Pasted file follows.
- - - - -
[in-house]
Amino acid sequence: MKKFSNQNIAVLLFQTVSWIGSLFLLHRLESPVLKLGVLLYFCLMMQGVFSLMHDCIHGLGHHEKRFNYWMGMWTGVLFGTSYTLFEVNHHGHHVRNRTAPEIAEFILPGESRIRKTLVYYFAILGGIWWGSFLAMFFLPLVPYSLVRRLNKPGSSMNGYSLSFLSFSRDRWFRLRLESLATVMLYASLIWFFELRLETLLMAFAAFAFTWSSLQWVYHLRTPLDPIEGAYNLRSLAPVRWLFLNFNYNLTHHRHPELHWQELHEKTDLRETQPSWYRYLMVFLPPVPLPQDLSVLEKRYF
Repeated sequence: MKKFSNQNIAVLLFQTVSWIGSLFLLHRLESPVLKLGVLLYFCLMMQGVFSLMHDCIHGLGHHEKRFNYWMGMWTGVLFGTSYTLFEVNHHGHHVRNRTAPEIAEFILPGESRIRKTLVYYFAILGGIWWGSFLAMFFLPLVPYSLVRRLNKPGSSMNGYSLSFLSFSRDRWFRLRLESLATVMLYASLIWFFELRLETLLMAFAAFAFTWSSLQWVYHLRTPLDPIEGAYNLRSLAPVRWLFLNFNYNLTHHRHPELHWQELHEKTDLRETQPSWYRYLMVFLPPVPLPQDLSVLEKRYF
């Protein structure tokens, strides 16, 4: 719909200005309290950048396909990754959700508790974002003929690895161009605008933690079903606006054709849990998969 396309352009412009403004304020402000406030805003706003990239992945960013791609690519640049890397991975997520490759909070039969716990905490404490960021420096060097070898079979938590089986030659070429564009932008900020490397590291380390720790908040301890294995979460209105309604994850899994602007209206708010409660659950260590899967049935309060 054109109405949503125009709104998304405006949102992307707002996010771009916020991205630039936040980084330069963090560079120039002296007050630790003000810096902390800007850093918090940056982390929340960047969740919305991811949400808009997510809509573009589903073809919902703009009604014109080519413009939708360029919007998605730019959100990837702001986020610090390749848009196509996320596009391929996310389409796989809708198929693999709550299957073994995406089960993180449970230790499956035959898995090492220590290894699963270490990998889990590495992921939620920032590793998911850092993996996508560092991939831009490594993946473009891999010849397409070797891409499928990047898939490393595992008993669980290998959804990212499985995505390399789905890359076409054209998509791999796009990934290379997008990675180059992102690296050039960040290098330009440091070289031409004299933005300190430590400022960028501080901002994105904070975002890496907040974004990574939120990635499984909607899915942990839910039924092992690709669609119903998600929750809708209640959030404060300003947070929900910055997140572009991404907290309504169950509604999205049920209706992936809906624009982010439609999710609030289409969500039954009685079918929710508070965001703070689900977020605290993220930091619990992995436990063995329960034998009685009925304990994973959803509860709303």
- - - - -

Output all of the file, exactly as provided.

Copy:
[in-house]
Amino acid sequence: MKKFSNQNIAVLLFQTVSWIGSLFLLHRLESPVLKLGVLLYFCLMMQGVFSLMHDCIHGLGHHEKRFNYWMGMWTGVLFGTSYTLFEVNHHGHHVRNRTAPEIAEFILPGESRIRKTLVYYFAILGGIWWGSFLAMFFLPLVPYSLVRRLNKPGSSMNGYSLSFLSFSRDRWFRLRLESLATVMLYASLIWFFELRLETLLMAFAAFAFTWSSLQWVYHLRTPLDPIEGAYNLRSLAPVRWLFLNFNYNLTHHRHPELHWQELHEKTDLRETQPSWYRYLMVFLPPVPLPQDLSVLEKRYF
Repeated sequence: MKKFSNQNIAVLLFQTVSWIGSLFLLHRLESPVLKLGVLLYFCLMMQGVFSLMHDCIHGLGHHEKRFNYWMGMWTGVLFGTSYTLFEVNHHGHHVRNRTAPEIAEFILPGESRIRKTLVYYFAILGGIWWGSFLAMFFLPLVPYSLVRRLNKPGSSMNGYSLSFLSFSRDRWFRLRLESLATVMLYASLIWFFELRLETLLMAFAAFAFTWSSLQWVYHLRTPLDPIEGAYNLRSLAPVRWLFLNFNYNLTHHRHPELHWQELHEKTDLRETQPSWYRYLMVFLPPVPLPQDLSVLEKRYF
């Protein structure tokens, strides 16, 4: 719909200005309290950048396909990754959700508790974002003929690895161009605008933690079903606006054709849990998969 396309352009412009403004304020402000406030805003706003990239992945960013791609690519640049890397991975997520490759909070039969716990905490404490960021420096060097070898079979938590089986030659070429564009932008900020490397590291380390720790908040301890294995979460209105309604994850899994602007209206708010409660659950260590899967049935309060 054109109405949503125009709104998304405006949102992307707002996010771009916020991205630039936040980084330069963090560079120039002296007050630790003000810096902390800007850093918090940056982390929340960047969740919305991811949400808009997510809509573009589903073809919902703009009604014109080519413009939708360029919007998605730019959100990837702001986020610090390749848009196509996320596009391929996310389409796989809708198929693999709550299957073994995406089960993180449970230790499956035959898995090492220590290894699963270490990998889990590495992921939620920032590793998911850092993996996508560092991939831009490594993946473009891999010849397409070797891409499928990047898939490393595992008993669980290998959804990212499985995505390399789905890359076409054209998509791999796009990934290379997008990675180059992102690296050039960040290098330009440091070289031409004299933005300190430590400022960028501080901002994105904070975002890496907040974004990574939120990635499984909607899915942990839910039924092992690709669609119903998600929750809708209640959030404060300003947070929900910055997140572009991404907290309504169950509604999205049920209706992936809906624009982010439609999710609030289409969500039954009685079918929710508070965001703070689900977020605290993220930091619990992995436990063995329960034998009685009925304990994973959803509860709303």